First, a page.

The county supervisors voted on Tuesday to take the regulatory straightjacket off utility-scale alternative energy development within Santa Barbara County, or to at least initiate the process to make that happen.
Currently, the only place where large-scale solar installations are allowed in Santa Barbara County is the Cuyama Valley. Based on the fine print of the county’s new Strategic Energy Plan — approved by a 4-1 vote — zoning and land-use changes will be initiated to allow such development throughout much more of the county. Also on tap are changes to allow large solar and other alternative energies on ranch land. In the hopper are plans to craft a one-sized-fits all environmental impact report for such development.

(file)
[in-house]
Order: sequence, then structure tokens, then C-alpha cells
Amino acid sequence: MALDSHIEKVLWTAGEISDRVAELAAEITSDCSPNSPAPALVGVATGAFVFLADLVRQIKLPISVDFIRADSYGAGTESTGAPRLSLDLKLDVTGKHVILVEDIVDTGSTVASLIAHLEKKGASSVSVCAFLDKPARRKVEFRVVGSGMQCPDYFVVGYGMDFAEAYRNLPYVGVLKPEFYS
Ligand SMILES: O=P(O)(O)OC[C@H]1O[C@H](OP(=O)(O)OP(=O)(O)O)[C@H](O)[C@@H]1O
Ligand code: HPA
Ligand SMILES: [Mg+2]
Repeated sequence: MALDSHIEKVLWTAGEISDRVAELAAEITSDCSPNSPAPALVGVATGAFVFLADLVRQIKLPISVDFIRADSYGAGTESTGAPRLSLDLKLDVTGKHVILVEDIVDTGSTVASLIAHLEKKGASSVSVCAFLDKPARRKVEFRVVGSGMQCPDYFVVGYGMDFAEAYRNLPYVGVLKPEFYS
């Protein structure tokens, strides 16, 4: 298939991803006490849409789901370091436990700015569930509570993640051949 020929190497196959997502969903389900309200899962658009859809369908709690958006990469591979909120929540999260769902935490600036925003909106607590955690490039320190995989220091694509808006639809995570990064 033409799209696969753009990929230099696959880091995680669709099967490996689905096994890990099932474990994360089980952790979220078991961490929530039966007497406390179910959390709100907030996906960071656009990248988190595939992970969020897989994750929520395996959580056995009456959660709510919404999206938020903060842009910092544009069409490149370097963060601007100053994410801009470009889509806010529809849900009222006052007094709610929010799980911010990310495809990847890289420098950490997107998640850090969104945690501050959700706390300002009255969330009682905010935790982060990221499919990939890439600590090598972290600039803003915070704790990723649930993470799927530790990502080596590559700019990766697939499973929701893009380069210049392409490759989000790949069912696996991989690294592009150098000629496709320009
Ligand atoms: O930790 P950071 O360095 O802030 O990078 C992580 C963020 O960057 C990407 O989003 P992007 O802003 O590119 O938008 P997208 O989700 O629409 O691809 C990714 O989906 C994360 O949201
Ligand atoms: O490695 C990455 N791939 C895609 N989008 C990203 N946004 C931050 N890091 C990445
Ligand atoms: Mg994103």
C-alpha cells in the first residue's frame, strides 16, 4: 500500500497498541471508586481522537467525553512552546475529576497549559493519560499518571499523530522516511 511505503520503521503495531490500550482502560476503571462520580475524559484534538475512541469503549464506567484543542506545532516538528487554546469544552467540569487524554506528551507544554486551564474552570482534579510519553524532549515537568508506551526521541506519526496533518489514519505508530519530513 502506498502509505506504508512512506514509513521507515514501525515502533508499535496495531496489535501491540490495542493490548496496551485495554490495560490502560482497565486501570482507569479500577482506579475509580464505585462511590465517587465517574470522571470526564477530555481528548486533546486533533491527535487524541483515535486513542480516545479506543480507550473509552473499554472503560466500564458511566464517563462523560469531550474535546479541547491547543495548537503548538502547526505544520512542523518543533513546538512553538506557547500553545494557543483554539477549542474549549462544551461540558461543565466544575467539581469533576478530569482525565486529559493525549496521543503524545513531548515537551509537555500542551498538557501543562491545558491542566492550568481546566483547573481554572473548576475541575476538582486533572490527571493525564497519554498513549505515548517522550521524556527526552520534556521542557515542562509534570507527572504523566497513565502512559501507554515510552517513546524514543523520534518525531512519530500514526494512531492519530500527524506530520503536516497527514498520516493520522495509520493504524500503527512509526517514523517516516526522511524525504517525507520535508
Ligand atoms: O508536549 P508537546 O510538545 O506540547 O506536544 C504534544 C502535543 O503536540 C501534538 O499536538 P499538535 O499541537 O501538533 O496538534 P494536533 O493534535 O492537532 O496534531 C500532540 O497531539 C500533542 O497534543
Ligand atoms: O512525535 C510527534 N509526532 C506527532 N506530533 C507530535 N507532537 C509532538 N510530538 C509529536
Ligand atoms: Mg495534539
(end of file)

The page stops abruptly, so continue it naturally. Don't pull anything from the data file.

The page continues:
While the new energy plan contemplates all sorts of new energy sources — a battery station on Betteravia Road, for example — the viability of solar has the most obvious potential. According to a county energy estimate, there’s at least the theoretical possibility of harvesting enough solar energy in Santa Barbara County to power half a million to a million homes. By contrast, biomass has the potential to power 131,000 and wind 45,000.
Once implemented, the new plan won’t make anything happen per se. It will, however, remove impediments that currently prevent such development from taking place.